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Front Page » Top Stories » Switzerlands Art Basel Ready To Adopt South Beach After Oneyear Delay

Switzerlands Art Basel Ready To Adopt South Beach After Oneyear Delay

Written by on September 12, 2002

By Frank Norton
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With just three months to go, Art Basel Miami Beach is expected to draw 160 galleries, more than 2,000 collectors and about 15,000 other visitors to South Beach, event planners say.

The fair, billed as sister to Switzerland’s famous Art Basel, is considered by some to be the highest profile art show in the world. Local officials expect it to rival in impact the annual South Florida Boat show, which attracts about 20,000 visitors.

"I’ve seen it twice in Basel, Switzerland. The entire town is transformed into an art show. It brings in the wealthiest art collectors in the world and many of the pieces sell at prices well into the millions," said Miami Beach Commissioner Jose Smith. He said each major gallery will spend $50,000 to $60,000 in exhibit set-up costs alone.

Mr. Smith said the event comes with no negative impact on the community. "Most people will be staying within a walking distance" of the Miami Beach Convention Center, where the bulk of exhibitions are held.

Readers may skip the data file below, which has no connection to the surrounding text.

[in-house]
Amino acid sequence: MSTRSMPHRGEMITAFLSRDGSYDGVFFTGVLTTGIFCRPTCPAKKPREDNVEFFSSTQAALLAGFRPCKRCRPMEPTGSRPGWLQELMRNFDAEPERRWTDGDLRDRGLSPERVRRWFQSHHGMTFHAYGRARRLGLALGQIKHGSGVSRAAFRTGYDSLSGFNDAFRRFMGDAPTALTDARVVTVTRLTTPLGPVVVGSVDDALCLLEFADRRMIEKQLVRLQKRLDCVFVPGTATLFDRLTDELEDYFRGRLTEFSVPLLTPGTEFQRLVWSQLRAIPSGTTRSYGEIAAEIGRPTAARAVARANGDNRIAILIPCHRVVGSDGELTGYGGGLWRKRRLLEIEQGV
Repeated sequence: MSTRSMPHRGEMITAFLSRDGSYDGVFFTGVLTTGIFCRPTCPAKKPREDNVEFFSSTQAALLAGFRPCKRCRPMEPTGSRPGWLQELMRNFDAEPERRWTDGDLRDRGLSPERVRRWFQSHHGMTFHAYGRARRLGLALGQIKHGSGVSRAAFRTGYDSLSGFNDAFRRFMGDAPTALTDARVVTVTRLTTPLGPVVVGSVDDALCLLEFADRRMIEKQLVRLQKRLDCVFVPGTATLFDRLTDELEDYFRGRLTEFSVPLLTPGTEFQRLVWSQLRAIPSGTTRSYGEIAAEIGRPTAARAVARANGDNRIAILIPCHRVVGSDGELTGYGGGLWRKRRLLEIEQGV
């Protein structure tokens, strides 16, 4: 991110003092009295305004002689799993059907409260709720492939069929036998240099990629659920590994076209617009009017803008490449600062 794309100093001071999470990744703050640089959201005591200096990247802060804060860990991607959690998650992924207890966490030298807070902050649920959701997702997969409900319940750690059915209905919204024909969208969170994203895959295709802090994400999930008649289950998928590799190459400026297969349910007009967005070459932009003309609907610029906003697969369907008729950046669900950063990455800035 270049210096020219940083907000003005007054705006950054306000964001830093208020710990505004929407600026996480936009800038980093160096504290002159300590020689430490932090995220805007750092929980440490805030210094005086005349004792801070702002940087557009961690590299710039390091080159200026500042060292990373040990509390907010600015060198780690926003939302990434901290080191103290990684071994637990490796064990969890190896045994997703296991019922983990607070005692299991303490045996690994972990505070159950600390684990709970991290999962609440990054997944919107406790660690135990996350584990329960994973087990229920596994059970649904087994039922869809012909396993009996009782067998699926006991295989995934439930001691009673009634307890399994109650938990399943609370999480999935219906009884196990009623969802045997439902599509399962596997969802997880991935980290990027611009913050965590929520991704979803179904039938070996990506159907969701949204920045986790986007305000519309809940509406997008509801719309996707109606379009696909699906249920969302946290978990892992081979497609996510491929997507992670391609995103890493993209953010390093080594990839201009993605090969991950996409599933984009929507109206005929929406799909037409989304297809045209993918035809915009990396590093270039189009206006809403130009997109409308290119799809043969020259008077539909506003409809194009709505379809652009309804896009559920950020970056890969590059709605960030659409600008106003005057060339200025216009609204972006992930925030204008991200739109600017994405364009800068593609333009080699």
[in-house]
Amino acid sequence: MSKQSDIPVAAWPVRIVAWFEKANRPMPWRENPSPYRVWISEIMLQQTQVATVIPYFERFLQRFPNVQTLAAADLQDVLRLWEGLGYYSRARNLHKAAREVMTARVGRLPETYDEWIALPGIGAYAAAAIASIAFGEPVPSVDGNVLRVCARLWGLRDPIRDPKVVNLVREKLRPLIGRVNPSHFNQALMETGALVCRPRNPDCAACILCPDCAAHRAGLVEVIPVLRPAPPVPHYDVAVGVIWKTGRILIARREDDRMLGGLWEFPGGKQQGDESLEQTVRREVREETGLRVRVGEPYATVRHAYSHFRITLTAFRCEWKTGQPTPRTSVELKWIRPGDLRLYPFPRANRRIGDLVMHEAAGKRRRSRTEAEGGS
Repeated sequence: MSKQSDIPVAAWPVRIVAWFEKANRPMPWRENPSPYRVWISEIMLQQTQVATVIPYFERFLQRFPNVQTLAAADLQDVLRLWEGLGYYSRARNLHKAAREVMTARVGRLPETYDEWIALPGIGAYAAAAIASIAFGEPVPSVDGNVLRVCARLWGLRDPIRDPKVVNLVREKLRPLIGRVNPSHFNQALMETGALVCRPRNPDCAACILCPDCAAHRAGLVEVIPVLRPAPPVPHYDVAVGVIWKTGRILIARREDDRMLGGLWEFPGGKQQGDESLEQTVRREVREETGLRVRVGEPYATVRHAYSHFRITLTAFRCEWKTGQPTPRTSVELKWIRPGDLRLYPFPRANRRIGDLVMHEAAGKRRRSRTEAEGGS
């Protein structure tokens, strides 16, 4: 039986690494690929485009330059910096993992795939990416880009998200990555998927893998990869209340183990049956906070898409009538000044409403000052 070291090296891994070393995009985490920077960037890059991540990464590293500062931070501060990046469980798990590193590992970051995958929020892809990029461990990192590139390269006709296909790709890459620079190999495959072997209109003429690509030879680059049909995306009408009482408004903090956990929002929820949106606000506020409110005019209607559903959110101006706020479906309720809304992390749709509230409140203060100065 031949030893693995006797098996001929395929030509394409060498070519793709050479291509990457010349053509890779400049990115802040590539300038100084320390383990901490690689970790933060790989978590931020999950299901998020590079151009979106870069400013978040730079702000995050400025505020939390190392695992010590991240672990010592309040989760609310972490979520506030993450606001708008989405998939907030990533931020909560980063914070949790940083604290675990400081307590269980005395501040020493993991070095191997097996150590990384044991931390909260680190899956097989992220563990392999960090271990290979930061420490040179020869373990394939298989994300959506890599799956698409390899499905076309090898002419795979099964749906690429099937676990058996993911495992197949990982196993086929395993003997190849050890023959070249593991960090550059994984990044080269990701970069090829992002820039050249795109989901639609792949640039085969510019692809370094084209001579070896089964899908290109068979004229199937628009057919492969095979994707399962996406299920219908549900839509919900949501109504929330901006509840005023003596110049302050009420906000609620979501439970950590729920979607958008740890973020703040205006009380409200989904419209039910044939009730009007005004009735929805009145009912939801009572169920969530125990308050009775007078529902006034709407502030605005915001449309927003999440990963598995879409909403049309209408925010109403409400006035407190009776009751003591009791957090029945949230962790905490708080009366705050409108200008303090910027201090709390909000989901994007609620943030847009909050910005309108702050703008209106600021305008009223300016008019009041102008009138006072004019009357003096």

Art Basel canceled last year’s local show due to 9/11 complications. It debuts instead Dec. 5-8 in the convention center and other South Beach venues.

Young galleries that are unable to afford presentations in the convention center will instead show works in mobile exhibit rooms fashioned out of shipping containers, event planners said. Young architects Steinmann & Schmid, in cooperation with Art Basel Miami Beach, converted the containers.

According to Bob Goodman, president of Garber & Goodman, and Florida representative for Art Basel, the total worth of the art pieces will rise well into the tens of millions.

In terms of production costs, he said Art Basel will pay the convention center rent, advertising, promotions and travel security while galleries cover sublease costs, shipping and handling and set-up.

Total cost and revenue projections are not yet available.

Of the 160 galleries picked to present, 45% will come from the US and Canada, 45% from Europe and 10% from Latin America, Asia and South Africa. Latin American galleries represented include four from Mexico, four from Brazil and one from Argentina and Costa Rica.

Most galleries admitted to last year’s canceled event are participating this year. About 95% accepted the delay, leaving only 14 spaces open.

All works – including paintings, drawings, sculptures, installations, photography and other media – are for sale. Prices will range from a few hundred dollars to several million, organizers said.

Major Art Basel Miami Beach sponsors include UBS Financial Services Group, which has backed the show in Switzerland since 1984, and Basel-based global logistics group Danzas, also responsible for transporting the show’s construction material.

Event hours are noon-7 p.m. daily. Cost is $15, $10 for students, children and seniors. Evening events at 5 cost $5.

The 33-year-old Art Basel Switzerland, which attracts about 50,000 people each June, was introduced to Miami Beach last year by former event director Lorenzo Rudolph. The new director is Samuel Keller, also based in Switzerland.